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Pentecost 22 Proper 28, November 13, 2011

Pentecost 22 Proper 28 A RCL November 13, 2011

Judges 4: 1-7
Psalm 123
1 Thessalonians 5: 1-11
Matthew 25: 14-30

In our lesson from the Book of Judges, the people have been oppressed by Jabin, King of Canaan, and his military commander, Sisera. The people cry out to God for help, and God calls forth two leaders to meet this crisis. One of them is Deborah, a judge of Israel, wife of Lappidoth, Deborah is also called a prophetess. The judges of that period in Israel’s history were a combination of military leaders and wise people who helped to settle disputes as judges do today. Deborah was highly respected among the people.

Barak was a military leader of great strength, but Deborah was a thinker who was expert in strategy. This was going to be an important battle against a much larger foe, so God combines the gifts of two leaders, Deborah and Barak. They lead the people into battle, and the battle is won.

In our epistle for today, we are reminded that our Lord will come quickly, as a thief in the night, and we are called to be awake and to live as children of the light. We are called to live in faith and love and to build up each other, that is, to support each other in our faith journey.

Our gospel for today is the beloved parable of the talents. A man goes on a journey and he calls three of his servants and entrusts to them his estate. He gives to each according to his ability. To one he gives five talents, to the second, he gives two talents, and to the third, he gives one talent.

A talent is a huge amount of money. It is the equivalent of fifteen years’  labor. Bible scholar Thomas Troegher has computed the value in modern terms and he comes up with $31, 200 for one talent based on a wage of fifteen dollars per hour. Thus the first man received $156,000, the second 62, 400, and the third $31, 200. That’s a lot of money.

As we know, the first man makes five talents more, the second man makes two more talents. They each double their master’s money. The third man sees his master as someone who is harsh and mean and reaps where he does not sow, so he buries the talent for safekeeping.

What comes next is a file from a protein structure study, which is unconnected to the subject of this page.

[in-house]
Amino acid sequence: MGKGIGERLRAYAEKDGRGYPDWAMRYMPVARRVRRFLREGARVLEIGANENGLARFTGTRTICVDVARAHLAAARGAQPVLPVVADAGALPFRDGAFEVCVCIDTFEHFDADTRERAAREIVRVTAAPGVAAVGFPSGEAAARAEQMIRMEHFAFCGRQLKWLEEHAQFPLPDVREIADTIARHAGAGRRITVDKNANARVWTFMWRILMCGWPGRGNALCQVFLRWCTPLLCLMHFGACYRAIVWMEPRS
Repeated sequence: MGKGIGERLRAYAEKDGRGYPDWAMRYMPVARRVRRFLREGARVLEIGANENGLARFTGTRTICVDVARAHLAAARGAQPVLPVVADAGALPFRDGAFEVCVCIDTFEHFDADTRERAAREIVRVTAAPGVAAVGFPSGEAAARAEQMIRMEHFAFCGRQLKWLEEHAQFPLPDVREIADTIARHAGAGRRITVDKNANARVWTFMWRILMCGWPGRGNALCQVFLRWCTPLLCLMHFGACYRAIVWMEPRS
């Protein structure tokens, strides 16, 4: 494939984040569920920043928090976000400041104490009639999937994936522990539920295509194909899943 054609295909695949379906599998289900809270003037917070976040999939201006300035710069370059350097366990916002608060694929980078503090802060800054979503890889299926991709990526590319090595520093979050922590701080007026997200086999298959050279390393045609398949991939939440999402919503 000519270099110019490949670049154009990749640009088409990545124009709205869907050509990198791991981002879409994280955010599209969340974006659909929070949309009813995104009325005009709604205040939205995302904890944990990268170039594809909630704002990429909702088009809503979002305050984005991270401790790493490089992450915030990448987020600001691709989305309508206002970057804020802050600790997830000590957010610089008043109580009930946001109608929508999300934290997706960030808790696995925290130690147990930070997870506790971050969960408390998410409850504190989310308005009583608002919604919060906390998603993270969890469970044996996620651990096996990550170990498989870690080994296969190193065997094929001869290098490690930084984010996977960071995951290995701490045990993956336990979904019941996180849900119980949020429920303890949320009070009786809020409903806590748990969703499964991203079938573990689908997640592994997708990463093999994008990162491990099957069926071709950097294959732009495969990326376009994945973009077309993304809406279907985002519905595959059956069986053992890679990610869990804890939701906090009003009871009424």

After a long time, the master comes home. He praises the first two servants and gives them more responsibilities, and welcomes them to the joy of their master. The third servant is thrown into the outer darkness. Once again, this is more Matthew’s editorializing than the voice of Jesus. The comment that those who have will get more is also a later edition, It is not the vision of Jesus. He would never agree with the idea that the rich should get richer and the poor should get poorer.

A talent in those days was a coin worth a great deal.  Scholars tell us that the word “talent” came into English as a result of this parable. But this parable is not just about using our God-given talents, It includes that idea, but it involves much more.

One scholar notes that the master entrusts the entire estate to the servants. God has entrusted the entire creation to us. We are called to be good stewards of this planet. We are called to “live simply that others may live.”

The third servant sees the master as a mean guy. Do we see God as that old man with a beard carefully totaling up our mistakes, our sins? Or do we see God as a loving and generous God, the one who is waiting at the end of the driveway to welcome the prodigal son when he finally comes home?

God gives us everything. Every breath we take. Every gift we have. Our money, our health, our abilities, our ability to work, our ability to love and care, all come from God. These things are not ours. They are gifts from God. This moment which we are sharing is a gift from God.

Next Sunday is Christ the King Sunday, and we will be starting to make our pledges. In gratitude to God for all that God gives to us, we will return to God a portion of what God has given us. The Biblical standard is a tithe, a tenth. Nowadays, we often think of the modern tithe, or five per cent of our time, talent, and treasure to be returned to God, This includes all our donations to charities.

Some comments on this parable.  First, God is not a mean master, As someone has said, “God is a lover, not a lawyer.” When we truly realize what God has given us, it is natural to want to return a worthy portion to God.  Second, the master welcomes the first two servants into his joy. Stewardship does give us joy. The attitude of gratitude does generate deep joy. Third, the poor fellow who hid that one talent was operating our of fear. Dear Lord, help us to avoid operating out of fear. Fourth, the first two servants took some risk. They operated out of faith, not fear. Now, I’m not saying that this parable is telling us to take stupid risks, but I am saying that being people of God’s shalom sometimes involves taking some risks.

Together with our pledges for next year, we are also going to be collecting our offering for Episcopal Relief and Development. During this month of November, every gift to ERD will be matched. So, if you give ten dollars, that will be matched and become twenty dollars. As you know, ERD helps people both here in the United States and all around the world. Some of the folks who were on the ERD team for Hurricane Katrina and stayed to help all along the Gulf Coast for two years came here to help with the ministry to those affected by Tropical Storm Irene here in Vermont. They are continuing to help for the long haul.

So please think and pray about both your pledge for next year and your offering for ERD. Next month, in December, we will be making our contributions to the United Thank Offering.

God has blessed us with so much. May we be thankful.  May we share with others, and may we return a worthy portion to our loving and generous God.    Amen.

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